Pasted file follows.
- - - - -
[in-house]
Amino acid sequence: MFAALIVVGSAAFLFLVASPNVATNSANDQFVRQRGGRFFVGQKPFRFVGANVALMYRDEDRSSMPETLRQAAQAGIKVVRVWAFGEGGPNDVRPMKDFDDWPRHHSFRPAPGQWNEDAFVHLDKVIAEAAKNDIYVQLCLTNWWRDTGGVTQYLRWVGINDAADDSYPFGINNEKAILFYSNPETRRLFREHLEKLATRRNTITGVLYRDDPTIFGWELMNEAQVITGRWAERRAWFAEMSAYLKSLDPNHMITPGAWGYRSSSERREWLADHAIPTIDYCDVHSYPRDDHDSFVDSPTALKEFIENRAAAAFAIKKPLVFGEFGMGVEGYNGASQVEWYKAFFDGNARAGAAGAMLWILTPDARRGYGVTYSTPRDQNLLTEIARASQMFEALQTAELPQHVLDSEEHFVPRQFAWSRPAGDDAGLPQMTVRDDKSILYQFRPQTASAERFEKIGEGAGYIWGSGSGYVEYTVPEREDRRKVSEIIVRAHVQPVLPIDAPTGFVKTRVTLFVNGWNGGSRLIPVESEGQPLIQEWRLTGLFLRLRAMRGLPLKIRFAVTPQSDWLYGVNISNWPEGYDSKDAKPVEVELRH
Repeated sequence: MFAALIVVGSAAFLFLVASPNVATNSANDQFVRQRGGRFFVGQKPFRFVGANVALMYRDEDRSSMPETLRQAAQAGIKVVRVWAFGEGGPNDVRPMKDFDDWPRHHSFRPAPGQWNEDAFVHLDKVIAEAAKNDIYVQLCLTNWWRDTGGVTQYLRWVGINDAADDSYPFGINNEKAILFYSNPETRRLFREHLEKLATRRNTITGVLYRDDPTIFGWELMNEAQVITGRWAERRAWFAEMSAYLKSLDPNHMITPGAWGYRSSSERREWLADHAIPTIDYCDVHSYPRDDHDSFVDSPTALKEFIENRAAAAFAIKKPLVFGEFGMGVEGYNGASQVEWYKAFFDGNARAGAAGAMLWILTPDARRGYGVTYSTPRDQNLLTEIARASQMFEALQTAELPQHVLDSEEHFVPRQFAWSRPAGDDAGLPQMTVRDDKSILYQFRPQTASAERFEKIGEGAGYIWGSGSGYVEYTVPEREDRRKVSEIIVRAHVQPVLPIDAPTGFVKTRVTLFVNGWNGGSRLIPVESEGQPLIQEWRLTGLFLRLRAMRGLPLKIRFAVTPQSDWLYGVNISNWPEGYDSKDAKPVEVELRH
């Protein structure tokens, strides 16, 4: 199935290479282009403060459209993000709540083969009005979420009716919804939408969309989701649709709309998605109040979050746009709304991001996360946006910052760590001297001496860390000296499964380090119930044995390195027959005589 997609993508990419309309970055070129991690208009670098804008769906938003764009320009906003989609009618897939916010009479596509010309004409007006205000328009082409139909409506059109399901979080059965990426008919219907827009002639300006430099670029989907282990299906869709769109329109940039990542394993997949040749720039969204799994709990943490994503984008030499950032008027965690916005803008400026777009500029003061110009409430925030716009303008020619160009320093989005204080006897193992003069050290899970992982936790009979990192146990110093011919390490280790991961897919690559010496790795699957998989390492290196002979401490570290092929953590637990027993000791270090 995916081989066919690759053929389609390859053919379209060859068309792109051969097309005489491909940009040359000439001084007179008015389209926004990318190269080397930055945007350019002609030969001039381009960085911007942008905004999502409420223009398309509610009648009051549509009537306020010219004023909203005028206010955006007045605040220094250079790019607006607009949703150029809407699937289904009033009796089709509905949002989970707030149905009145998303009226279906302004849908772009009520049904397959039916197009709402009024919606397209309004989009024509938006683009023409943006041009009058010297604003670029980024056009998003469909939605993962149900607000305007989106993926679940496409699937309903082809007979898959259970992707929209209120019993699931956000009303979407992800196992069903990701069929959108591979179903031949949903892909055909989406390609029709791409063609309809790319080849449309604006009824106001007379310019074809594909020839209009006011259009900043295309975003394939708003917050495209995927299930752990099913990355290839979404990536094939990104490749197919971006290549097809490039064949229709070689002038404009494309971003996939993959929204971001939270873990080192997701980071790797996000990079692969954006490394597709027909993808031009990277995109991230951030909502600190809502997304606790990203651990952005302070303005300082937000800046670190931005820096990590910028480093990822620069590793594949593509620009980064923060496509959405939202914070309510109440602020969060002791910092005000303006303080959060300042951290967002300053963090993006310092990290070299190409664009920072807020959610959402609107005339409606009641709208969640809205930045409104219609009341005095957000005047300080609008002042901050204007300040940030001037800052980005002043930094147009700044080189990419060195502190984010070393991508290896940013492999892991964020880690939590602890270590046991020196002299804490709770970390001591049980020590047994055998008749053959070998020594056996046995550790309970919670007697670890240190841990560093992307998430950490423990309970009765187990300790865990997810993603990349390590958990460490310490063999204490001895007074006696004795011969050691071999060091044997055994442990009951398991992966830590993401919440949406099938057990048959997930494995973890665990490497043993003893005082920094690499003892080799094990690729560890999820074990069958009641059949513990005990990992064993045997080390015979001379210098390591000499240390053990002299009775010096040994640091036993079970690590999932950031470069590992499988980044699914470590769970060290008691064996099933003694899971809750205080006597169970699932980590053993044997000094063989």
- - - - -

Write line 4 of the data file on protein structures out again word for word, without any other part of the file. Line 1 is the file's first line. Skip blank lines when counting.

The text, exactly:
């Protein structure tokens, strides 16, 4: 199935290479282009403060459209993000709540083969009005979420009716919804939408969309989701649709709309998605109040979050746009709304991001996360946006910052760590001297001496860390000296499964380090119930044995390195027959005589 997609993508990419309309970055070129991690208009670098804008769906938003764009320009906003989609009618897939916010009479596509010309004409007006205000328009082409139909409506059109399901979080059965990426008919219907827009002639300006430099670029989907282990299906869709769109329109940039990542394993997949040749720039969204799994709990943490994503984008030499950032008027965690916005803008400026777009500029003061110009409430925030716009303008020619160009320093989005204080006897193992003069050290899970992982936790009979990192146990110093011919390490280790991961897919690559010496790795699957998989390492290196002979401490570290092929953590637990027993000791270090 995916081989066919690759053929389609390859053919379209060859068309792109051969097309005489491909940009040359000439001084007179008015389209926004990318190269080397930055945007350019002609030969001039381009960085911007942008905004999502409420223009398309509610009648009051549509009537306020010219004023909203005028206010955006007045605040220094250079790019607006607009949703150029809407699937289904009033009796089709509905949002989970707030149905009145998303009226279906302004849908772009009520049904397959039916197009709402009024919606397209309004989009024509938006683009023409943006041009009058010297604003670029980024056009998003469909939605993962149900607000305007989106993926679940496409699937309903082809007979898959259970992707929209209120019993699931956000009303979407992800196992069903990701069929959108591979179903031949949903892909055909989406390609029709791409063609309809790319080849449309604006009824106001007379310019074809594909020839209009006011259009900043295309975003394939708003917050495209995927299930752990099913990355290839979404990536094939990104490749197919971006290549097809490039064949229709070689002038404009494309971003996939993959929204971001939270873990080192997701980071790797996000990079692969954006490394597709027909993808031009990277995109991230951030909502600190809502997304606790990203651990952005302070303005300082937000800046670190931005820096990590910028480093990822620069590793594949593509620009980064923060496509959405939202914070309510109440602020969060002791910092005000303006303080959060300042951290967002300053963090993006310092990290070299190409664009920072807020959610959402609107005339409606009641709208969640809205930045409104219609009341005095957000005047300080609008002042901050204007300040940030001037800052980005002043930094147009700044080189990419060195502190984010070393991508290896940013492999892991964020880690939590602890270590046991020196002299804490709770970390001591049980020590047994055998008749053959070998020594056996046995550790309970919670007697670890240190841990560093992307998430950490423990309970009765187990300790865990997810993603990349390590958990460490310490063999204490001895007074006696004795011969050691071999060091044997055994442990009951398991992966830590993401919440949406099938057990048959997930494995973890665990490497043993003893005082920094690499003892080799094990690729560890999820074990069958009641059949513990005990990992064993045997080390015979001379210098390591000499240390053990002299009775010096040994640091036993079970690590999932950031470069590992499988980044699914470590769970060290008691064996099933003694899971809750205080006597169970699932980590053993044997000094063989």